Worst quarter for first-time buyers in two years
- First-time buyer (FTB) transactions drop to 60,900 in the first quarter – lowest since Q1 2013 (51,000)
- March 2015 sees 23,300 first-time buyers, up since winter drop-off, but still 3.7% lower than March 2014
- Comes despite FTBs paying the lowest mortgage rates in over four years – averaging 3.64% in March
- Average first-time deposit now under £25,000, as LTVs reach 83.5% – the second-highest in four years
The first quarter of 2015 has seen the lowest number of first-time buyers complete property transactions for two years, according to the latest First Time Buyer Tracker from Reeds Rains.
The total number of first-time buyer (FTB) transactions for the first quarter of 2015 stood at 60,900, a sharp fall from 79,900 in 2014 Q4 and the lowest quarterly total since Q1 2013 – when 51,000 new buyers joined the property ladder.
In the latest figures for March 2015, the monthly total for UK first-time buyer transactions now stands at 23,300. While higher than the often quiet months of January and February (up 24.6% on February’s total) this still represents fewer new buyers than the same month a year ago – down 3.7% since March 2014.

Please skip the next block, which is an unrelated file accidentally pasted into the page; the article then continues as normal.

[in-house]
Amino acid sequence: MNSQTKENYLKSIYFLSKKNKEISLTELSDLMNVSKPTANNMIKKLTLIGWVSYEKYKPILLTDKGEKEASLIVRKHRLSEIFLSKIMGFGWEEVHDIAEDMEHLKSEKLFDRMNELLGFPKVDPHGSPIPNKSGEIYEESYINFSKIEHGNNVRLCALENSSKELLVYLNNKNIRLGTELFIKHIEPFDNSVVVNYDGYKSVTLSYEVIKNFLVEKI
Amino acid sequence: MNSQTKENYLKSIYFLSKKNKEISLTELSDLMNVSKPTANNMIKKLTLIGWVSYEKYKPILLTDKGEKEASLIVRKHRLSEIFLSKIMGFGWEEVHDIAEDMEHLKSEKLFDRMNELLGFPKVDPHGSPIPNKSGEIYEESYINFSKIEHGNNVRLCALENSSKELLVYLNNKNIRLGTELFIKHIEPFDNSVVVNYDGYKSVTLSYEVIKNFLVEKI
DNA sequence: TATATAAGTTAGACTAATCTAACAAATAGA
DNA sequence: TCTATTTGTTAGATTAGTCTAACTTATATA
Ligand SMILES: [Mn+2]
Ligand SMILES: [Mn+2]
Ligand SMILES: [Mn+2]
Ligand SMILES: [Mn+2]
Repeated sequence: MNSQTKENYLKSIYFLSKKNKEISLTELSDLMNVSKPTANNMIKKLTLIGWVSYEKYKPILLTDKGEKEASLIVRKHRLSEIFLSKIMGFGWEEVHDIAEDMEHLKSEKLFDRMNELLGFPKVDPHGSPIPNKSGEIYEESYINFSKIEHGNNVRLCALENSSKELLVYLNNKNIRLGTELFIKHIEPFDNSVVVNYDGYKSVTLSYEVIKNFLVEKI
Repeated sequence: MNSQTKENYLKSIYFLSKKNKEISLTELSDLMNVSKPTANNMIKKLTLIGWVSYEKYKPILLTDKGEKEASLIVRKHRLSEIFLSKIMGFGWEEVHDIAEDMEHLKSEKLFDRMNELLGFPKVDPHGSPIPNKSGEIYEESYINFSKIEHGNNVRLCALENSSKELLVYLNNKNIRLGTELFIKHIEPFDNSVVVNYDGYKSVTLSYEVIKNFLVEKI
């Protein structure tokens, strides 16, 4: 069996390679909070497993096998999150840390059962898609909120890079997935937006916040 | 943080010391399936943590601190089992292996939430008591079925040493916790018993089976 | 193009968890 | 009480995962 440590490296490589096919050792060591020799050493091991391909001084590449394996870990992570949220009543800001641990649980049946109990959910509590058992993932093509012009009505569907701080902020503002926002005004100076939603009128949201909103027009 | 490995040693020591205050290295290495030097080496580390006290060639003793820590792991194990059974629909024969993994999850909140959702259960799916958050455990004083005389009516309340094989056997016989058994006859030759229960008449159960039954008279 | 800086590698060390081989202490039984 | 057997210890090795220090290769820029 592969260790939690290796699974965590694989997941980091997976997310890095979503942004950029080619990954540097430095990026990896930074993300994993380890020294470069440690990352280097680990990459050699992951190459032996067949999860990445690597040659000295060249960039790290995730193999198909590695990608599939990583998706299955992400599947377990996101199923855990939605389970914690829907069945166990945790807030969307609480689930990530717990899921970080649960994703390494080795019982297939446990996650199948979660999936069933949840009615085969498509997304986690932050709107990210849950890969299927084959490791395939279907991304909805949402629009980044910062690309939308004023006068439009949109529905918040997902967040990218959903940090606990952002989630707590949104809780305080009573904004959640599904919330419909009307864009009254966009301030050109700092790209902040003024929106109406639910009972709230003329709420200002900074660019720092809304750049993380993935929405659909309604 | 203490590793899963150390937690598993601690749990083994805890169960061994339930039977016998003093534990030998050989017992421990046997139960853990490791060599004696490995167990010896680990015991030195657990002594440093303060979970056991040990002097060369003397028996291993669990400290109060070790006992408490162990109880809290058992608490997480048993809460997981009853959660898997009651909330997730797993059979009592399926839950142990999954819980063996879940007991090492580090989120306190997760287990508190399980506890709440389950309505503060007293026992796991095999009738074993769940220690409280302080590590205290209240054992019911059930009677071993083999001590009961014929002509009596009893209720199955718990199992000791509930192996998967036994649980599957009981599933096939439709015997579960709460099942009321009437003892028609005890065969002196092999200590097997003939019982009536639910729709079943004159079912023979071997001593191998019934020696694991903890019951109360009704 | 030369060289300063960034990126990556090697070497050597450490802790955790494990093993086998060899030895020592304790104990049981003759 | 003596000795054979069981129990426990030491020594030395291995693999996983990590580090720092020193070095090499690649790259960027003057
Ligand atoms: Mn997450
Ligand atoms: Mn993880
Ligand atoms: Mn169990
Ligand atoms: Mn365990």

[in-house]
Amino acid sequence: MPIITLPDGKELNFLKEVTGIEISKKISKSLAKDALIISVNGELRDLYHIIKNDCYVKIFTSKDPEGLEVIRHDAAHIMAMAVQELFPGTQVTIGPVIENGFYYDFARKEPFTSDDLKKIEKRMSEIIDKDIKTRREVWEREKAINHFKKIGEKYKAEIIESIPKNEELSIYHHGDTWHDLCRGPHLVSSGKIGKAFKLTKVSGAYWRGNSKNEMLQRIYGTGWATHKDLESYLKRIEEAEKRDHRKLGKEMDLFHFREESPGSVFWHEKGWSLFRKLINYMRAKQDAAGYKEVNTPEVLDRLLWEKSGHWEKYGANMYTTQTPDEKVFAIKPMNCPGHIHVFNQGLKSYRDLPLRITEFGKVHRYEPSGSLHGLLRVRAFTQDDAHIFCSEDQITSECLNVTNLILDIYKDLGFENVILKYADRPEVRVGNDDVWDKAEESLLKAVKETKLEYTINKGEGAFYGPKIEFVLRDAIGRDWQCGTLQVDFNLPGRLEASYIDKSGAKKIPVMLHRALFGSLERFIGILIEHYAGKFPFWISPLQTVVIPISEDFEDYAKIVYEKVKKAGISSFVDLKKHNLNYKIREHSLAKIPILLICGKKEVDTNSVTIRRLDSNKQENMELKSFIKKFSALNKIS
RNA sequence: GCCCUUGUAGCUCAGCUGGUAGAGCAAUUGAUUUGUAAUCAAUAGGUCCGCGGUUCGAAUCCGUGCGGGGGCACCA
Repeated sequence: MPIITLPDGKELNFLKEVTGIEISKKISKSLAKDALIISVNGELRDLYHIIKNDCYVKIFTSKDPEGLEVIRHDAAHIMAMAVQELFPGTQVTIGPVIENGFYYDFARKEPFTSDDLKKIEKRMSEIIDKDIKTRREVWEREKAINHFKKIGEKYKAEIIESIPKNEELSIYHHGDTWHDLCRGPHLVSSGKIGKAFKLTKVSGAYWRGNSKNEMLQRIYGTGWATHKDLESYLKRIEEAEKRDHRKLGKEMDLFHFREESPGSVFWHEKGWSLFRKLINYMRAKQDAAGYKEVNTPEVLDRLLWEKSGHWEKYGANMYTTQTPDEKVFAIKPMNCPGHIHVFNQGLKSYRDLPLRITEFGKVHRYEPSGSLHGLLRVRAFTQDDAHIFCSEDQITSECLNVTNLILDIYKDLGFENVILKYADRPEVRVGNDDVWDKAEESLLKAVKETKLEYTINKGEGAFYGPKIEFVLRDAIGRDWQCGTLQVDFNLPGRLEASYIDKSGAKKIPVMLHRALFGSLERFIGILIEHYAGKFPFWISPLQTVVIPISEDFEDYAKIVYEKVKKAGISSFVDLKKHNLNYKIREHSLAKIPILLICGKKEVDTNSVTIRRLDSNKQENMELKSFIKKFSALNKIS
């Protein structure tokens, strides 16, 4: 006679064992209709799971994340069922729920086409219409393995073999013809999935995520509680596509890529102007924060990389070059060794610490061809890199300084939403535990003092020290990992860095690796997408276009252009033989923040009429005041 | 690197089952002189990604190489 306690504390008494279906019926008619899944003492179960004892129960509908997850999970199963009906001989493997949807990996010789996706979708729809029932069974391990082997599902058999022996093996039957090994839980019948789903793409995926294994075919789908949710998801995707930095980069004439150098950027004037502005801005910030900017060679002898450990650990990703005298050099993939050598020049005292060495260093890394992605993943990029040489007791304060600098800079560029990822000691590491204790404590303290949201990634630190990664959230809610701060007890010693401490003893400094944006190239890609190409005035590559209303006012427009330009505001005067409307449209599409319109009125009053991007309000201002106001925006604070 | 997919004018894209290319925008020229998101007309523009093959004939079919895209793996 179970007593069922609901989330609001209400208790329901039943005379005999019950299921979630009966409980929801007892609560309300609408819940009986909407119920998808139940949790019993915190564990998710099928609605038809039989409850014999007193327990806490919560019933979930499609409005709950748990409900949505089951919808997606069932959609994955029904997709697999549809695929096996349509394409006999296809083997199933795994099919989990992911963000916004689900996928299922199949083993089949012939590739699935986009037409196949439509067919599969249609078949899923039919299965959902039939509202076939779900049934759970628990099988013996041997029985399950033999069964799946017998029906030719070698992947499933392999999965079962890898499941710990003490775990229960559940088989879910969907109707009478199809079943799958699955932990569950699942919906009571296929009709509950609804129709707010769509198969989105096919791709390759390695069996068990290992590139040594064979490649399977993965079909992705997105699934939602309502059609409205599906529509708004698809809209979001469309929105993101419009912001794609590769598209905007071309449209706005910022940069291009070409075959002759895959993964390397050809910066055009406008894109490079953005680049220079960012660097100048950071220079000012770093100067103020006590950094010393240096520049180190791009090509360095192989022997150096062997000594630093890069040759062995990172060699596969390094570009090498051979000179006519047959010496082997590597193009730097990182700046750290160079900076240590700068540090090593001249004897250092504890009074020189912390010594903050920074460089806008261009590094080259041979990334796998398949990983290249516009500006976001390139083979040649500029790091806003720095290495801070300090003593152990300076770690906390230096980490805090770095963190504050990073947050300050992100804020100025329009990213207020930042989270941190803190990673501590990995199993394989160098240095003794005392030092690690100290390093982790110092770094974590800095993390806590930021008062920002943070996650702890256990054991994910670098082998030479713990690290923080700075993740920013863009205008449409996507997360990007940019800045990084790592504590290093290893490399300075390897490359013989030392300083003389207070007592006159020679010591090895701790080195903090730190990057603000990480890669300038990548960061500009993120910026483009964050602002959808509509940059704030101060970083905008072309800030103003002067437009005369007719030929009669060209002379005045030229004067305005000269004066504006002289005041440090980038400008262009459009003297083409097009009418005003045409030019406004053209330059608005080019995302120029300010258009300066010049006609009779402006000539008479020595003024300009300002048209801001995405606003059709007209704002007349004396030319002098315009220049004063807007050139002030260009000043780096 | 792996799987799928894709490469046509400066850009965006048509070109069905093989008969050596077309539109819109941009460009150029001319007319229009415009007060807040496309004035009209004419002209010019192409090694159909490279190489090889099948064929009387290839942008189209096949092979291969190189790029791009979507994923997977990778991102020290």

The news comes despite a 3.64% average mortgage rate for first-time buyers in March – the lowest in over five years – and an average loan to value ratio (LTV) for March’s first-time buyers of 83.5%, the highest in a year (since April 2014).
Cheaper mortgage rates have also supported lower monthly mortgage repayments as a proportion of first-time buyers’ income. In March the average FTB dispensed 19.9% of their gross income on repayments against their new mortgage, compared to 20.1% in February and 21.9% of income in March 2014.
Adrian Gill, director of estate agent Reeds Rains, comments: “Cheaper mortgages and a steadier property market should be boosting first-time buyers. Enthusiasm for the idea of homeownership is as strong as ever and it’s a great time to get on the ladder according to these headline fundamentals. Yet for many thousands of would-be new buyers there is still a very real difficulty in matching their personal finances to a home they can afford.
“Some might also point to election uncertainty and that could be a partial brake. However, the real bottle-neck is a much more serious and longer-term problem. First-time buyer numbers have flat-lined for two years because a lack of new homes is catching up with the property market. It’s not the election itself that matters most – it’s the next five years and the decades after that which will count. Even now, with the extra support of record low mortgage rates and Help to Buy, the property ladder seems to be missing several rungs. Politicians need to get serious about building more homes.”